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Convert the Pain of Your Bad Habits Into Possibilities

Learning from the discomfort of bad habits helps you make healthy changes.

Key points

  • The pain of our bad habits is where the action of real change lies.
  • Your brain forms bad habits to deflect discomfort and bring pleasure. It is short-sighted and can't see your goals.
  • True habit change requires going beyond willpower and positivity to updating your brain's sense of the pay-out and costs of your habits.

Aspirational memes and motivational quotes and catchphrases abound online. When it comes to breaking bad habits of reaction to suffering, it can certainly feel good to get a quick dose of positivity!

Personally, I turned 50 in November. There were moments of joy and sharing with family and friends, and there were moments of suffering. The suffering was the result of my habit of repeating and fixating on thought stories of expectation for my now-squarely midlife status. What I rediscovered and have known professionally in my work for many years is that aspirational jolts of positivity are not enough.

Bad habits like this must be felt for what they cost, what they take. Only when I am willing to hold onto my hat and look squarely at what my unskillful habits take from me and from others—the compound interest of suffering they incur—is a willingness to do the work of change possible.

Only when I feel the pain of my unskillful habit of thought-fixation without flinching can I take honest stock of the poor pay-out of continuing to sign up for this habit. Only with courageous clarity can I see that while such habits may give moments of relief, certainty, or control, they ultimately rob me of being present and enjoying what I have. The cost of such habits also includes the missing of opportunities—nuances of meaning, solution, and creation that tend to nestle into these here-and-now moments.

So, here’s my question for this week: Want suffering? If so, then continue doing the following:

  • Fixating on unrealistic stories of expectation
  • Blaming oneself or others
  • Wondering “Why me?” or “Why this?”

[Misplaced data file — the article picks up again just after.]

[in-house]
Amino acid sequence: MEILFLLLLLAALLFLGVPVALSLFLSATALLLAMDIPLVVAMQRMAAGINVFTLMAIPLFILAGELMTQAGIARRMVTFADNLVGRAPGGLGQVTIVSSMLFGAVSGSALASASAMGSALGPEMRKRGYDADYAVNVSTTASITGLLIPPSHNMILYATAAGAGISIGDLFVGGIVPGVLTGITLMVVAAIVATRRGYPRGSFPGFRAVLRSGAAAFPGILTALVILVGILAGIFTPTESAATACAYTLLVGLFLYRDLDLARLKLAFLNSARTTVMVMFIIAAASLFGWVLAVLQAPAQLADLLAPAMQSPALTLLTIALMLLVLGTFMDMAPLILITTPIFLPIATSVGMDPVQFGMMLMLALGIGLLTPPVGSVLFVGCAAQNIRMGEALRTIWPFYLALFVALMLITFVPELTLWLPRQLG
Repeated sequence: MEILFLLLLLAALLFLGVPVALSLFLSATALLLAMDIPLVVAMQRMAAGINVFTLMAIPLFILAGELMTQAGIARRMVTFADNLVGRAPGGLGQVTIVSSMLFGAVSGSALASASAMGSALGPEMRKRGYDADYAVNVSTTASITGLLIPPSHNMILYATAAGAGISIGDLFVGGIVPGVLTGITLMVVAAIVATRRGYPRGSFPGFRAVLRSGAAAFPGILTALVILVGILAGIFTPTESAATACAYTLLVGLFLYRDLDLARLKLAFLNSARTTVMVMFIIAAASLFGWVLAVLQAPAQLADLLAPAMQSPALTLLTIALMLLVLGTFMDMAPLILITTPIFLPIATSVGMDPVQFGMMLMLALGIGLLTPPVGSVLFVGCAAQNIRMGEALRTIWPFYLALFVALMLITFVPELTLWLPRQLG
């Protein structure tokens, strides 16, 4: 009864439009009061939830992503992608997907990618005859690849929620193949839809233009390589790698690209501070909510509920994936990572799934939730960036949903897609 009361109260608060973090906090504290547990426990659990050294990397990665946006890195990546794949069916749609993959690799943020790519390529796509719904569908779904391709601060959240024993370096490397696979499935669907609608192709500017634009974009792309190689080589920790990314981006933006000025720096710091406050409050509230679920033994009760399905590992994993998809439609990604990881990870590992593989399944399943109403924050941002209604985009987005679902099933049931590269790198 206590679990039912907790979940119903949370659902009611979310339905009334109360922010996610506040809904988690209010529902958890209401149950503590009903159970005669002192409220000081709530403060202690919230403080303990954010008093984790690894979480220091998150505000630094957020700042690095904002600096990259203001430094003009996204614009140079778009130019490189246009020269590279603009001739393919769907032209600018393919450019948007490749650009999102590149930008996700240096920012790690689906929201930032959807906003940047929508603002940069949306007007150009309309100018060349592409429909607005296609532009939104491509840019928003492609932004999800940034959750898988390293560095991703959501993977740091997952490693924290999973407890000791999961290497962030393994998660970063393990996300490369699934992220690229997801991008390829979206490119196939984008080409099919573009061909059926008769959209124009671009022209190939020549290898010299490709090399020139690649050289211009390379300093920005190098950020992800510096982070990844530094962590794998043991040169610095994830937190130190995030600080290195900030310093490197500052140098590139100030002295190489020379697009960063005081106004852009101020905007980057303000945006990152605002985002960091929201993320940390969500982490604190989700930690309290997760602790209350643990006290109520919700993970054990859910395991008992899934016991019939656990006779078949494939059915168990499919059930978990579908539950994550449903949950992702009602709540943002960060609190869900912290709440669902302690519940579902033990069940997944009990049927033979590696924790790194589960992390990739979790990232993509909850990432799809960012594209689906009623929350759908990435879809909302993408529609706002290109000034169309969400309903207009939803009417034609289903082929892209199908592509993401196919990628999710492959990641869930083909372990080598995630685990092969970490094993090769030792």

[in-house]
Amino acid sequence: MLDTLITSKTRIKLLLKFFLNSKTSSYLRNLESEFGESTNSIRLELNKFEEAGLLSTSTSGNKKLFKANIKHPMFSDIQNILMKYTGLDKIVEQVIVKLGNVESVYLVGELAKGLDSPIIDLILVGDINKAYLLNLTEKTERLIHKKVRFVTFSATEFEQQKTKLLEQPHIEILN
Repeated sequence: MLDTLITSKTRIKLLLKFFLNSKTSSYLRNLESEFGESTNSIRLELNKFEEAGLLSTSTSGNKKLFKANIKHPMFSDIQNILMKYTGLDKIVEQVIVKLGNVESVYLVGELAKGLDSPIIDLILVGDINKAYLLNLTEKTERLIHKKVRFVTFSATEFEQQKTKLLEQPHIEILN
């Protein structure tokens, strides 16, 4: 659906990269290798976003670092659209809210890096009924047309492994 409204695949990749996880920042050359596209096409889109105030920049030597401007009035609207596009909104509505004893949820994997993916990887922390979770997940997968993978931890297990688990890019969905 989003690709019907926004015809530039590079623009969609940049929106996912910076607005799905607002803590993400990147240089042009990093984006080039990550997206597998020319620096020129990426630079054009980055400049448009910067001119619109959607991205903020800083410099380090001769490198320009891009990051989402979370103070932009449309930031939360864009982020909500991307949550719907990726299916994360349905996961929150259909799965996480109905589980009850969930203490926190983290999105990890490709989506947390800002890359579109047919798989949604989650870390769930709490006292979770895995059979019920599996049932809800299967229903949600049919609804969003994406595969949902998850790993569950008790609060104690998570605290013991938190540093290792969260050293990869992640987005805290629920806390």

• Worrying
  • Doubting oneself
  • Avoiding
  • Self-medicating discomfort
  • Catastrophizing
  • Escalating
  • Holding that grudge
  • Harboring resentment
  • Heaping shame on oneself or others
  • Saying one thing and feeling/meaning/wanting another
  • Dominating/controlling others
  • Lecturing/having to be right
  • Withdrawing

Obviously, it’s just a short list of the many ways I—you—can play short-term “habit-defense” against discomfort and then create heaping helpings of more suffering in the long run.

A Lesson From Organic Gardeners

Organic gardeners have something important figured out. They know the importance of aligning their efforts with how things actually change and grow in nature. They don't force the sprouting of wonderful fruits, vegetables, and flowers. The greatest organic gardeners know that the best outcomes happen when you patiently and diligently show up consistently to the change principles that actually work. One of those natural principles is to use nature itself as the best fertilizer of what you want to grow.

That's right, nature's fertilizer: organic garbage—composted waste and sometimes crap itself! Compost contains the best nutrients for seeds to spark to life and grow.

You can do the same with the bad habits you want to break and the new ones you want to sprout. It starts with getting clarity on what your bad, unskillful habits are and then pausing to reflect— deeply—as to how these habits are affecting you and your life.

Dr. Jud Brewer, in his bestselling book, Unwinding Anxiety, summarizes the research on how your brain maintains bad habits because the human brain is wired to put habits on autopilot. Habits are especially likely to cable-length in your brain if they give you a quick exit ramp from emotional or physical discomfort or snag up some pleasurable resource.

 allvision/Adobe Stock
Source: allvision/Adobe Stock

When you try to break bad habits, you (and most of us) tend to launch too quickly toward achieving grand results based on positive thinking and willpower. Brewer's (and others') research is clear that rainbow thoughts and unicorn-horn–pointed willpower don't work well. Your motivation fizzles, new habit change efforts fade. Another New Year's Eve arrives, and you re-enlist in the same positivity-willpower charade.

Mindful Attention

It's time you considered organic gardening your bad habits. It is much more consistent with the research (and the principles of organic gardening) for you to bring time and mindful attention to the feelings, sensations, and emotions that come up for you during your bad habits. Mindful contemplation of what actually happens in your thoughts, bodily sensations, and behavior, and the results these "loops" or habits bring you leads your brain out of the habit loop knot.

Mindfully feeling the results of your bad habits (without tipping over into the shame–blame game) allows your brain to snap out of its habit autopilot trance and update its assessment of how rewarding these habits actually are. Only awareness leads to change. Thinking, willing, or believing won't cut it (or those habit loops!)

Today, try sitting, reflecting, journaling, and just breathing through the discomfort of clear inner acknowledgment of the costs incurred by one of your own less-than-ideal habits. Breathe, feel, and ask: What does this habit give and what does it take?

Learn more about habit "decluttering" and find free resources at: https://linktr.ee/drmitchabblett.

References

Brewer, J. (2021). Unwinding Anxiety: New Science Shows You How to Break The Cycles of Worry and Fear to Heal Your Mind. Avery.

Brewer, J. & Abblett, M. (2021). The Unwinding Anxiety Card Deck: 60 Science-Based Strategies to Break Cycles of Worry and Fear. PESI Publications.

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